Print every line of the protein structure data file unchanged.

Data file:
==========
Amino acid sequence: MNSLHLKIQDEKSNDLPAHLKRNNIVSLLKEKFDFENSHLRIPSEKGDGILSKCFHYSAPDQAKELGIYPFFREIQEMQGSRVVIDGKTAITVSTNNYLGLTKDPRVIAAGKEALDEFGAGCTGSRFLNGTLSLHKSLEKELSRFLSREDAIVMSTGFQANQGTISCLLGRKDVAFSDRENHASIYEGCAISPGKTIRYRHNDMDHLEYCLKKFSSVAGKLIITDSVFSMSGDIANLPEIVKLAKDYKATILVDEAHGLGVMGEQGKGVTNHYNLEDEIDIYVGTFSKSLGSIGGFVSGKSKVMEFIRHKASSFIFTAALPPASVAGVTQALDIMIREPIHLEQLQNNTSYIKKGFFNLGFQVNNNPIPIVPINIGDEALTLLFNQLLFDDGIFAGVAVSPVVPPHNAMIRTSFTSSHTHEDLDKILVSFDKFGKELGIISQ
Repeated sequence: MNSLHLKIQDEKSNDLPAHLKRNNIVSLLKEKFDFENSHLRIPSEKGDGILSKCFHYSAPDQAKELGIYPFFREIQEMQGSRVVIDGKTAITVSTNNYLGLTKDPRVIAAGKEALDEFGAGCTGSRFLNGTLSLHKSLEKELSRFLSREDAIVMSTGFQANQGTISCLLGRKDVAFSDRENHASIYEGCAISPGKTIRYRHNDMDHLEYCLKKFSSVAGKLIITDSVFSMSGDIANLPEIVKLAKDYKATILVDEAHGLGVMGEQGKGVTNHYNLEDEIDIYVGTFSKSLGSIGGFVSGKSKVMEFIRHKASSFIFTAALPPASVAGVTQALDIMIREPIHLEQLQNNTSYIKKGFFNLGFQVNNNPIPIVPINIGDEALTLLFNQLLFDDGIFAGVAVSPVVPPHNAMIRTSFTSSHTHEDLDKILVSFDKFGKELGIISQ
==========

Amino acid sequence: MNSLHLKIQDEKSNDLPAHLKRNNIVSLLKEKFDFENSHLRIPSEKGDGILSKCFHYSAPDQAKELGIYPFFREIQEMQGSRVVIDGKTAITVSTNNYLGLTKDPRVIAAGKEALDEFGAGCTGSRFLNGTLSLHKSLEKELSRFLSREDAIVMSTGFQANQGTISCLLGRKDVAFSDRENHASIYEGCAISPGKTIRYRHNDMDHLEYCLKKFSSVAGKLIITDSVFSMSGDIANLPEIVKLAKDYKATILVDEAHGLGVMGEQGKGVTNHYNLEDEIDIYVGTFSKSLGSIGGFVSGKSKVMEFIRHKASSFIFTAALPPASVAGVTQALDIMIREPIHLEQLQNNTSYIKKGFFNLGFQVNNNPIPIVPINIGDEALTLLFNQLLFDDGIFAGVAVSPVVPPHNAMIRTSFTSSHTHEDLDKILVSFDKFGKELGIISQ
Repeated sequence: MNSLHLKIQDEKSNDLPAHLKRNNIVSLLKEKFDFENSHLRIPSEKGDGILSKCFHYSAPDQAKELGIYPFFREIQEMQGSRVVIDGKTAITVSTNNYLGLTKDPRVIAAGKEALDEFGAGCTGSRFLNGTLSLHKSLEKELSRFLSREDAIVMSTGFQANQGTISCLLGRKDVAFSDRENHASIYEGCAISPGKTIRYRHNDMDHLEYCLKKFSSVAGKLIITDSVFSMSGDIANLPEIVKLAKDYKATILVDEAHGLGVMGEQGKGVTNHYNLEDEIDIYVGTFSKSLGSIGGFVSGKSKVMEFIRHKASSFIFTAALPPASVAGVTQALDIMIREPIHLEQLQNNTSYIKKGFFNLGFQVNNNPIPIVPINIGDEALTLLFNQLLFDDGIFAGVAVSPVVPPHNAMIRTSFTSSHTHEDLDKILVSFDKFGKELGIISQ